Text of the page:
Blister Beetles Defoliating

January 31, 2010 | Tupaciguara, Minas Gerais, Brazil

This plant was being devoured by dozens of these attractive blister beetles. Above I’ve caught one with a leaf fragment in its mouth. Below, you can see how they’ve stripped a branch clean. The frass seems to be exiting just about as fast as the plant goes in (must be a good source of fiber).

Beetles Defoliating

As these pictures show, the plant was literally crawling with these beetles.

Working on another branch

The dark backgrounds here are an effect of the camera flash. This was actually happening in broad daylight. How are they able to risk doing that? Blister beetles are so named because they defend themselves with a caustic compound, cantharidin, found in their blood. Predators soon learn to avoid them.

I found some online pictures of Epicauta species resembling these (example).

My web searching also turned up a nice post at Myrmecos, showing the reflexive bleeding.

Finally, there’s lots of good info at this University of Florida Featured Creature page. I saw there that Epicauta species are notable for eating leaves, whereas most other blister beetles limit themselves to flowers. That’s more evidence that these might be a species in that genus.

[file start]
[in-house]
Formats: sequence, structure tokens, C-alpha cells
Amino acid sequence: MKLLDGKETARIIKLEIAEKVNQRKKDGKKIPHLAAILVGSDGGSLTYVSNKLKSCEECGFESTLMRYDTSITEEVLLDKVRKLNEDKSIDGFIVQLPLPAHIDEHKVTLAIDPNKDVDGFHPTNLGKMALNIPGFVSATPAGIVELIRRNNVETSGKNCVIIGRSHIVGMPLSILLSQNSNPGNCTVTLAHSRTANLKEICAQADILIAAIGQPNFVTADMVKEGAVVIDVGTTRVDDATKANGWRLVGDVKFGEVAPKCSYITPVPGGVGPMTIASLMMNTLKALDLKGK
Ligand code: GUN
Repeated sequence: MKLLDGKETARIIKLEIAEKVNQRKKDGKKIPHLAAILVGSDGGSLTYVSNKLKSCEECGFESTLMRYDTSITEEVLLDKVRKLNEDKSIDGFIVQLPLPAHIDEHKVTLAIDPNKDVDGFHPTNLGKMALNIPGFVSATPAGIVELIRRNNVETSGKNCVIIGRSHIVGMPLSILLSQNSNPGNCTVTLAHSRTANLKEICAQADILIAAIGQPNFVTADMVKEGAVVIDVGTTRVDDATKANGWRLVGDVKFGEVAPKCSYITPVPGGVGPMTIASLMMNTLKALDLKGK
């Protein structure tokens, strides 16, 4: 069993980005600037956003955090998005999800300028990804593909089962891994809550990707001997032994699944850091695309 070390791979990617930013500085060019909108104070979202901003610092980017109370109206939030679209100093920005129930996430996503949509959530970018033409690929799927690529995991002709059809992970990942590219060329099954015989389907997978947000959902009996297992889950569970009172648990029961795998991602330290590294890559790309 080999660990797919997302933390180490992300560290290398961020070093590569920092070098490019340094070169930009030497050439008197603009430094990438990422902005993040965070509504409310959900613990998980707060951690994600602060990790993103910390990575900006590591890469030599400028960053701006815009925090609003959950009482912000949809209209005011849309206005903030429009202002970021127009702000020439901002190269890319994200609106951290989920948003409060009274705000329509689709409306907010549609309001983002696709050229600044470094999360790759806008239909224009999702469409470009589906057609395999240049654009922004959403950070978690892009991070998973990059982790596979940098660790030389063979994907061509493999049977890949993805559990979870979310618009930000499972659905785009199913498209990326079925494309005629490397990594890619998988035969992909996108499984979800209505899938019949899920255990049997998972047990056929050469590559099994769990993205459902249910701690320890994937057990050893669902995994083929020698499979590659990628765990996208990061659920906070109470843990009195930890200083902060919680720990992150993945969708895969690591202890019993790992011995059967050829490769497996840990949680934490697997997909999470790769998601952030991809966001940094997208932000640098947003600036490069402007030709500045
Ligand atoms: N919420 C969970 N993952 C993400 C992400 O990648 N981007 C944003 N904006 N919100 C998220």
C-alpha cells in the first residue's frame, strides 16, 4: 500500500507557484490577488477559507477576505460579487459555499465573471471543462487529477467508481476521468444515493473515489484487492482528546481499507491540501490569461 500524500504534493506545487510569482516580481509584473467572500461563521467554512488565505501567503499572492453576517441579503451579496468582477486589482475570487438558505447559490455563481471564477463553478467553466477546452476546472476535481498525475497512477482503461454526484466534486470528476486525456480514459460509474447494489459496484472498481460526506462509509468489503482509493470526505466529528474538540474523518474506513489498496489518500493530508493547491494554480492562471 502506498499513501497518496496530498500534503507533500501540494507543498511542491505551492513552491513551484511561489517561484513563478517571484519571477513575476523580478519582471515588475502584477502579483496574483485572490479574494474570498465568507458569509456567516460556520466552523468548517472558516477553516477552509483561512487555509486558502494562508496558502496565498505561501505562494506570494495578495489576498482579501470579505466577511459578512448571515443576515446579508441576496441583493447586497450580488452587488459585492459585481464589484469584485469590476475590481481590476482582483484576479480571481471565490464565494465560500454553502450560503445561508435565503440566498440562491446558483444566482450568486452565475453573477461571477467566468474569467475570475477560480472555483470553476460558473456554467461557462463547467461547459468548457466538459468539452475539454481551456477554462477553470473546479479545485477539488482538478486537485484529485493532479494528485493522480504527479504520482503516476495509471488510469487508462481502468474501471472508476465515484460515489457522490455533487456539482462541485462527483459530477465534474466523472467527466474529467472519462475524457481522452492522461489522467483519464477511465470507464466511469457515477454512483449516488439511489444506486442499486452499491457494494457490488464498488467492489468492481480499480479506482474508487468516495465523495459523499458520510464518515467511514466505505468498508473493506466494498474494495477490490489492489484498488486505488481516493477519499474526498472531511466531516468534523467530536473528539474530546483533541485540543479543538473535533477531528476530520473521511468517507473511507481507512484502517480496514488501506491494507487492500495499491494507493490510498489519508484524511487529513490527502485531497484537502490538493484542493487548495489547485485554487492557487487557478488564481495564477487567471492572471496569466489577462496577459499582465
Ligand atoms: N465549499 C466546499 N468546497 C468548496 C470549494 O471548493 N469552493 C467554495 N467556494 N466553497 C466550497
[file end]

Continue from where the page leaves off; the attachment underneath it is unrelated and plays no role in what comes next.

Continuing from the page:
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One Response to Blister Beetles Defoliating

  1. Great photos, and it certainly looks Epicauta-ish.

    Interestingly, the notes in the link you provide for the Brazilian species says this species (if it is the same) feeds on solanaceous plants – I’m guessing the plant in your photos is something fabaceous.

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